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30 August 1980


Jethro Tull: 'A'
(Chrysalis CDL 1301)

Twelve years on the road with a sound that has not radically changed was a long time for Ian Anderson, so when it was announced a few weeks ago that Jethro Tull was to be reborn, with interesting new musicians added while some old faithfuls would leave, the prospect was good.

This, then, is the new Jethro Tull, with keyboardists John Evan and David Palmer gone, along with drummer Barriemore Barlow. The new men are Mark Craney (drums) and "special guest" Eddie Jobson at the keyboards and on electric violin. It's good to see Martin Barre, the outstanding guitarist, remains, as does the fine bassist Dave Pegg.

The transformation is remarkable. Whether the infusion of new talent alone has motivated Anderson to write more potently and sing with greater conviction, or whether a mere fresh touch by different players has worked on his psyche for the better, is difficult to perceive. Whatever, the result is an album that continues Anderson's preoccupation with environmental excesses (after the last LP, Stormwatch, and its focus on North Sea oil), but in an altogether more lyrical and communicative style. The old band, on reflection, seems heavy-handed if able; the new line-up, particularly through the virtuosity of Eddie Jobson, has a deftness, a lightness of touch, that has been missing for years.

All the songs are by Anderson, with "additional musical material" by Jobson; and the arrangements are credited to the whole band. The urgency and extra touches may have been co-operative, but there's little doubt that Anderson's is the dominant theme. The sleeve picture depicts the band in the control tower, presumably as a commentary on the song 'Fylingdale Flyer', a wry tilt at the danger in our midst with these lyrics:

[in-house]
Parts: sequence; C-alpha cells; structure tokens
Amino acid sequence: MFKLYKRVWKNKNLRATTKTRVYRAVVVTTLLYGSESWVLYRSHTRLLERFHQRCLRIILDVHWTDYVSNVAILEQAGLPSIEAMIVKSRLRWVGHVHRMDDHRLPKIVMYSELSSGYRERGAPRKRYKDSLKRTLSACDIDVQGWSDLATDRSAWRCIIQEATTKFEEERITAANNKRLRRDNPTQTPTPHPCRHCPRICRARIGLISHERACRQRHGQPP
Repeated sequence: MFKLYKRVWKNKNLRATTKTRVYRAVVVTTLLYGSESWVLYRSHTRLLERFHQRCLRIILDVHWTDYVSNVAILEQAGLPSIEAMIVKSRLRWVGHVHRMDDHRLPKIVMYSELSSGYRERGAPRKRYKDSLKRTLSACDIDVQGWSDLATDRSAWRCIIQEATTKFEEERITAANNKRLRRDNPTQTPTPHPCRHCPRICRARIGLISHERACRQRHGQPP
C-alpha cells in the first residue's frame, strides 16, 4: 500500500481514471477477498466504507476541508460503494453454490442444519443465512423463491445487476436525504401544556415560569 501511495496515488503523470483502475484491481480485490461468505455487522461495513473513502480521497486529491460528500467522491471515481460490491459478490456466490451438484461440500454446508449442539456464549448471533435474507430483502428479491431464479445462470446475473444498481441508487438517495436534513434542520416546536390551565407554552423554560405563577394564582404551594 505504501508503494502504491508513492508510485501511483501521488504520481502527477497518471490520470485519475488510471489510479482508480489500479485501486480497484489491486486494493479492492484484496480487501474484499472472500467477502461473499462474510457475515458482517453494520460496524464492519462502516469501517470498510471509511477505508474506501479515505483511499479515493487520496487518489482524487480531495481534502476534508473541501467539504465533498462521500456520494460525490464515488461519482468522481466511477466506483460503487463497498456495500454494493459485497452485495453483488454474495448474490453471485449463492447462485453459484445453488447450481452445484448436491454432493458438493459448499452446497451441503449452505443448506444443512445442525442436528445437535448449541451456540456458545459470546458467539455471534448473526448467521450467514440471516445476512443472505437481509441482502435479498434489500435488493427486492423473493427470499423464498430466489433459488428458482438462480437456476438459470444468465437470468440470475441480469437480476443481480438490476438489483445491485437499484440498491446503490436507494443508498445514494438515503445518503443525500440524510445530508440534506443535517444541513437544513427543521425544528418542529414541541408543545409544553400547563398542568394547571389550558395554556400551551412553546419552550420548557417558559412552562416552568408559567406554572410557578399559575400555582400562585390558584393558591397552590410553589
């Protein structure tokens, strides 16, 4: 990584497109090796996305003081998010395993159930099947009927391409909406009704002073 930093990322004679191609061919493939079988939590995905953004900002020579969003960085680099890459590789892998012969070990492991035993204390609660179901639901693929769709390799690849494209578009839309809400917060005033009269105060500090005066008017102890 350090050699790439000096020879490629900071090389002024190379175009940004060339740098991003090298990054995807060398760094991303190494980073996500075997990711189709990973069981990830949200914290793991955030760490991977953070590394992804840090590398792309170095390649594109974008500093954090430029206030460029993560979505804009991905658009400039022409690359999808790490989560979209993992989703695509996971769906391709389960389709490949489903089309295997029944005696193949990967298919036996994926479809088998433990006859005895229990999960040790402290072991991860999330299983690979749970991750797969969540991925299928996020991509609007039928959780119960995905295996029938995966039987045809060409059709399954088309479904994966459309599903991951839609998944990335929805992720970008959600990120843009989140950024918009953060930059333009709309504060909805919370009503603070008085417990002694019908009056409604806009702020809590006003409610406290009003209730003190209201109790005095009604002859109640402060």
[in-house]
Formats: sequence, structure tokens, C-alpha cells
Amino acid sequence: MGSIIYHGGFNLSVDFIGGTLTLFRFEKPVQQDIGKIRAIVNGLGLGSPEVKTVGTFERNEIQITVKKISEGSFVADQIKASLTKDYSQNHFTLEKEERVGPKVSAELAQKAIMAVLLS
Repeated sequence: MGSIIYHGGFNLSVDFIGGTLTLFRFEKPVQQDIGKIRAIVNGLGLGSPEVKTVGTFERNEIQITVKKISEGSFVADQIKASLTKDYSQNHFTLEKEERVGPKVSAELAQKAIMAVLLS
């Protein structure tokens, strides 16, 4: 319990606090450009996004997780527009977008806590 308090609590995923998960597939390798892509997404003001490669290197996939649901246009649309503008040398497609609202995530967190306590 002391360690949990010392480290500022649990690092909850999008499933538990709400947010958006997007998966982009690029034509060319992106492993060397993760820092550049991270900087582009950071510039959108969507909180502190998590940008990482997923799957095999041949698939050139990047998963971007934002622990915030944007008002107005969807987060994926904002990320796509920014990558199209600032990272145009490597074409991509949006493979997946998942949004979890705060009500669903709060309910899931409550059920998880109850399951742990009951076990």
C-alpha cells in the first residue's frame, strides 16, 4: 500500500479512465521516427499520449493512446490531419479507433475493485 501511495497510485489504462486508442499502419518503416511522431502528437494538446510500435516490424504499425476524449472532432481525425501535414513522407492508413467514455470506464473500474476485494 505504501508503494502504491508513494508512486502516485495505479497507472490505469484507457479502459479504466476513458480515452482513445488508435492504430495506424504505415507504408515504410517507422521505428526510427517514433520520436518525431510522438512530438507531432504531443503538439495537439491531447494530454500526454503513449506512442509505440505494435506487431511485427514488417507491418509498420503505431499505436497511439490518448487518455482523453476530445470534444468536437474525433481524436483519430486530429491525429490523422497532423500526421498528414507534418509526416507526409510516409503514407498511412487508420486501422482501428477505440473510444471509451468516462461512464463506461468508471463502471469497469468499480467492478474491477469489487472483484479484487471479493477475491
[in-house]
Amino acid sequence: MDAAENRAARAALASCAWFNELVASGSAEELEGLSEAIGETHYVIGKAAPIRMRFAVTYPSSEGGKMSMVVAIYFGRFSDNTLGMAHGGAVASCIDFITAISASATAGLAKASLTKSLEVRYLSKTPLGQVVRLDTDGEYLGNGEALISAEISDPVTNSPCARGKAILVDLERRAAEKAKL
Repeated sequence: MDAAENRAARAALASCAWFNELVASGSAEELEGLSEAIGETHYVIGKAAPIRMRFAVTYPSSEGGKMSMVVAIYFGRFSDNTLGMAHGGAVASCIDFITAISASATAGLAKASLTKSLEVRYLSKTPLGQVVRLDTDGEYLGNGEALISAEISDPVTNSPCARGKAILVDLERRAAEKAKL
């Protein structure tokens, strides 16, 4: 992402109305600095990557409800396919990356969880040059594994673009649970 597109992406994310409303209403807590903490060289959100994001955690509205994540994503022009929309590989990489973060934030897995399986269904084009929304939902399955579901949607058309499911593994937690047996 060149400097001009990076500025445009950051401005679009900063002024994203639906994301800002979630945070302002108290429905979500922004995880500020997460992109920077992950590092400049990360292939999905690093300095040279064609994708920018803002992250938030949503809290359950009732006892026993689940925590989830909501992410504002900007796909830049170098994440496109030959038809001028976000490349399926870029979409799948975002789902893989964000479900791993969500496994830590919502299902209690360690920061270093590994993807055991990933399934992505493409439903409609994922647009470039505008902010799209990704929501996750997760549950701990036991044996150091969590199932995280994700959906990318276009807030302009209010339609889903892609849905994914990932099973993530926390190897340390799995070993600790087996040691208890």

They checked the systems through and they read A-OK;
Some tiny fuse has probably blown.
Sit back, relax, and it will soon go away.
Keep your hands off that red telephone.

This, however, seems a pretty lightweight song to carry the title of the record. Better songs by far are 'Working John, Working Joe', in which Anderson is at his observant best touching on the role of the businessman who "commutes 80 miles a day / up at seven to make it pay / I direct ten limited companies / with seeming consummate expertise / two ulcers and a heart disease / a trembling feeling in both knees."

And 'Uniform' is one of his finest, most incisive lyrics, pointing out the obvious -- that everyone from traffic wardens to city workers to Muslims in "white bed sheets" is in a uniform of some kind. The violin work of Jobson here is at its peak, lending a great urgency to a song which, like all the best, is very simple.

'And Further On', which ends with the question: will we still be here further on? and 'Protect And Survive', are in the same vein of questioning progress, while 'Batteries Not Included' is a masterly stab at the unimportance of Japanese toys, with this lunging finale: "Mummy, Daddy, can't hear you / batteries not included in this little boy."

What makes Anderson and Jethro Tull difficult for some to comprehend is that he's working well outside the accepted macho rock formula yet within a rock music framework: the concept of this album, following Heavy Horses and Songs From The Wood, confirm an allegiance to folk music as much as to rock; it's good to hear a composer writing something serious, as opposed to I Love My Baby. And he leaves a lot to be read between the lines by the listener, making the discovery on repeated playing more rewarding.

The precision in songwriting and the diligence of this record, marking a newly injected burst of energy in one of Britain's best bands, make it convincing and refreshing.



Thanks to Bruce Carribine for this article